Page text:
Walking The Tree
by Kaaron WarrenIn our modern, asphalt-lined world we tend to think of trees as uniformly good things which provide oxygen, food, and shelter for all manner of creatures. But in Walking The Tree things are different. The island of Botanica is dominated by one huge specimen which crowds out the human inhabitants and blocks out the sunlight. It can crush people under falling limbs, and its plate-sized leaves can be deadly when they fall. The Order of Ombu, a small settlement on the island's coast, venerate the Tree. They whisper their secrets to it, make offerings, and fear the ghosts that they believe live inside it in hollowed-out parts of its trunk.
It's customary for small groups of female teachers to travel around the island with their young charges, learning about other communities and looking for a place to settle and raise children of their own. Lillah is a young woman who hopes to be a teacher. The story is told from her point of view, although her speech can seem a little primitive at times. She's curious about the rest of Botanica, and eager to get out and learn all she can. Yet at every settlement they will face different cultures that may not always be welcoming. And even though the Tree is all part of the same organism, it takes on different characteristics as they move around the island. For Lillah the risk of travelling is magnified when she's asked to do something she knows may endanger the whole school and every Order they come into contact with.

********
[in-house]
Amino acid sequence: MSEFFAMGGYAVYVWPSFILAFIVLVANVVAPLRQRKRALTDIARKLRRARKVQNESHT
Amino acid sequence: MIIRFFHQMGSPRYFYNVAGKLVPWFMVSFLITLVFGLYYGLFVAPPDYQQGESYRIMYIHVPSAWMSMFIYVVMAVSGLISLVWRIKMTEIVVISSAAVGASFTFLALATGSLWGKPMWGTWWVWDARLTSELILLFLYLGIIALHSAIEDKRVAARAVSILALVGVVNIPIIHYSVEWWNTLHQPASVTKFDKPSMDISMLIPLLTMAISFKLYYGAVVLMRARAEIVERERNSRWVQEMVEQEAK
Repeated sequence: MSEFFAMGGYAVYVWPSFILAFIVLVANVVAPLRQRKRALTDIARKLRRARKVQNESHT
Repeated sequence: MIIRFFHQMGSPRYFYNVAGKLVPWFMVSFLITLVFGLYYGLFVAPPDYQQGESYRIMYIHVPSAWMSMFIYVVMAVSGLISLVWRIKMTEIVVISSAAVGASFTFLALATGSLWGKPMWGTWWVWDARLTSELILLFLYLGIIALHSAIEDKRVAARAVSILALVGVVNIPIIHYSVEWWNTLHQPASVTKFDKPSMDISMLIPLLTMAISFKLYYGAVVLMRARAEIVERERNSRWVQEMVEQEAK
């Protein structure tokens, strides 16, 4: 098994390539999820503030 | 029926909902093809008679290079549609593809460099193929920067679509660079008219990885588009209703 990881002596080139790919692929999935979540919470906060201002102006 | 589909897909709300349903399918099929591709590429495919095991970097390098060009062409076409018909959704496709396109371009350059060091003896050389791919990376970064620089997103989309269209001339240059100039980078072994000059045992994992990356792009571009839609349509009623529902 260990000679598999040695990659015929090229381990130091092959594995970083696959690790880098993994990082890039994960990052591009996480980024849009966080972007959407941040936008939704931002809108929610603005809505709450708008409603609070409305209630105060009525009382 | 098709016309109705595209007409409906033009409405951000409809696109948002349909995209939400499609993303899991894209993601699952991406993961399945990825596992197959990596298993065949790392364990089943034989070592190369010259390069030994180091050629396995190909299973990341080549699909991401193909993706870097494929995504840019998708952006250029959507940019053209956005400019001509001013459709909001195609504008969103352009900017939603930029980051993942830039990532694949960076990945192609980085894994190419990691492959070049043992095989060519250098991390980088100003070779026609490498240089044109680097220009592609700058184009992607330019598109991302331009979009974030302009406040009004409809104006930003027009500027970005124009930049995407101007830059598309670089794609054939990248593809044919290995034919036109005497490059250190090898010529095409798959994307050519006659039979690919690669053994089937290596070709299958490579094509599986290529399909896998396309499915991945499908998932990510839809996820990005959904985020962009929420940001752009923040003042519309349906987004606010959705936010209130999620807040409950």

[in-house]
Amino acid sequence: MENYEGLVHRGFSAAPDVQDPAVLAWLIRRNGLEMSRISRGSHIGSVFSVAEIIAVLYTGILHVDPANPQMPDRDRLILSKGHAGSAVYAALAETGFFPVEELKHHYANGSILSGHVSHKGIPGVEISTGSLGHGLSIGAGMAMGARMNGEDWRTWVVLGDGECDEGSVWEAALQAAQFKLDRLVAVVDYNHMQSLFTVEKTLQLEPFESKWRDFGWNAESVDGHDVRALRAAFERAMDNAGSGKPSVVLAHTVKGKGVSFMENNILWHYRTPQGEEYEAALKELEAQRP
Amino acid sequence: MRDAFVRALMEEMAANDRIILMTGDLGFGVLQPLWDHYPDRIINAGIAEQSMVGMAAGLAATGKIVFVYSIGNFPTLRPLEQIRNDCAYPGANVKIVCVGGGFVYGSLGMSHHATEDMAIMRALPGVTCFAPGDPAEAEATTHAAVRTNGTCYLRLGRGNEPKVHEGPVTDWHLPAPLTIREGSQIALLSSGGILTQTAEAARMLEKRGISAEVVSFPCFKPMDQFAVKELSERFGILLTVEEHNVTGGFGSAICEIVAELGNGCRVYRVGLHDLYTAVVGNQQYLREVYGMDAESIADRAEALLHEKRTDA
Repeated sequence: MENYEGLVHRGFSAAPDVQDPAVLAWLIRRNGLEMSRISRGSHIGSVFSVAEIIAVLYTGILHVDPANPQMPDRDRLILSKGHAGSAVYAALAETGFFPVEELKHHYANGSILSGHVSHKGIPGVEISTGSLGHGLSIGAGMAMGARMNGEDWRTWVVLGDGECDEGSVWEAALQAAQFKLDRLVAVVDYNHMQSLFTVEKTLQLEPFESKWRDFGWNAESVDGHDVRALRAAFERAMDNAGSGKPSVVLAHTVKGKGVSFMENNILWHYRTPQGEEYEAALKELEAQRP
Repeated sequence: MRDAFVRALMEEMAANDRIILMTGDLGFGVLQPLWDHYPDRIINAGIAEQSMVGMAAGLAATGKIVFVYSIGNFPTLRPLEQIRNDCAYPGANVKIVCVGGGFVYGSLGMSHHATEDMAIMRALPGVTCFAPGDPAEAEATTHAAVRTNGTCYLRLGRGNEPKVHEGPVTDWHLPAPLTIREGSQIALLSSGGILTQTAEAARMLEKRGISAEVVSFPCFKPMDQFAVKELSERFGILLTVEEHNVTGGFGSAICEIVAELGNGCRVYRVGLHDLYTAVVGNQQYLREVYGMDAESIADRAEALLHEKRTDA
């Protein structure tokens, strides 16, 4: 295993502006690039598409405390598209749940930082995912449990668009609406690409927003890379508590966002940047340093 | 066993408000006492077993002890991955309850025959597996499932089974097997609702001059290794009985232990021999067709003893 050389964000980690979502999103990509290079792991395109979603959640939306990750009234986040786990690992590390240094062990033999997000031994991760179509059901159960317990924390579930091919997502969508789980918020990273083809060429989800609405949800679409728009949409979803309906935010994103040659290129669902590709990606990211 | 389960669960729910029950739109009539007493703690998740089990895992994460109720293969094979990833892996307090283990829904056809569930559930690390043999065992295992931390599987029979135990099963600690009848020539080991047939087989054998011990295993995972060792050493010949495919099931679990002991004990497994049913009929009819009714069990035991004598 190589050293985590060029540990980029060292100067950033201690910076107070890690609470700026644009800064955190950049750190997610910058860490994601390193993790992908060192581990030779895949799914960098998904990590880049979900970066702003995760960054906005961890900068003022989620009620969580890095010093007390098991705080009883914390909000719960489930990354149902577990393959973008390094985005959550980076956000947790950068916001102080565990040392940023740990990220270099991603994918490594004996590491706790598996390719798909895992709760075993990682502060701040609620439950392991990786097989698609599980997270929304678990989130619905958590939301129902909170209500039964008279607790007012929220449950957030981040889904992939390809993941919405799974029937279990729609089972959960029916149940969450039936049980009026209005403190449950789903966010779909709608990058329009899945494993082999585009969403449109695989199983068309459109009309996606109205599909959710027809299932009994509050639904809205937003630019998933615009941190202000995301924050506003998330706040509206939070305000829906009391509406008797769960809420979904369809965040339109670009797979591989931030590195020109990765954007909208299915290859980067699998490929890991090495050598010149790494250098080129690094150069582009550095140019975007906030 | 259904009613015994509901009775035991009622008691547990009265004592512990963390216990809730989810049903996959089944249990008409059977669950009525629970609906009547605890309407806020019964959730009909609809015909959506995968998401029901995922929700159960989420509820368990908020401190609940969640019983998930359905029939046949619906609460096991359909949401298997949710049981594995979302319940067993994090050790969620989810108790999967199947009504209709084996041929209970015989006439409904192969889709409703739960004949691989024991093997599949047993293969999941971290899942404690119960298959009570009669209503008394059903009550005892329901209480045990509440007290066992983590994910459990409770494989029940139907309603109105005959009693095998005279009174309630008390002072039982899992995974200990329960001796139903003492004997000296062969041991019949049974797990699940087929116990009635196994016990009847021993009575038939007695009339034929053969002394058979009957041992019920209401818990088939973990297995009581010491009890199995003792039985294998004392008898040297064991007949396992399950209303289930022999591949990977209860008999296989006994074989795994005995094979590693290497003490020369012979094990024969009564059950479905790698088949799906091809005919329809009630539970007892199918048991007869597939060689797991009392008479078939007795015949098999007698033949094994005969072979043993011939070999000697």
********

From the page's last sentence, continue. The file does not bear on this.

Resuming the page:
Botanica is extraordinary. The peculiar environment is intriguing, and the cultures that have evolved around it are depicted in fascinating detail. An apocalyptic event in the past appears to have left them all terrified of illness and deformity, and living in isolated groups with a reduced gene pool. Hints of the way things used to be are scattered around the island. But readers must pay attention in order to pick up on the clues about Botanica's origins, and the truth behind all the superstitions.
The Orders living around the Tree share some legends with the people of Ombu, and they are similar in many ways. But Lillah's journey is an exercise in culture shock. The ritual-driven societies in this book are very believable, in part because they echo the cultures of other real-life peoples. Reading Walking The Tree is like discovering lost tribes in the Amazon.
The pace is often sedate, with action that focuses on domestic themes such as food, births, marriage and gift-giving. However that's not to say this book is unexciting. There's always some crisis or intrigue going on in Lillah's life that keeps our attention. Lillah may not always be honest with herself, but she has the mind of an explorer and her curiosity makes her a captivating character. Her adventures can be explicit, though at the same time they're not in the least bit romantic.
Walking The Tree doesn't seek to appeal to our basic emotions with blood-soaked action, sugary romance or melodrama. Instead the book presents a puzzling world full of subtle mystery and fascinating people. Kaaron Warren isn't afraid to challenge readers to think, so if you prefer your fiction cerebral and highly original this book would be a great choice.
4th May 2010
Review © Ros Jackson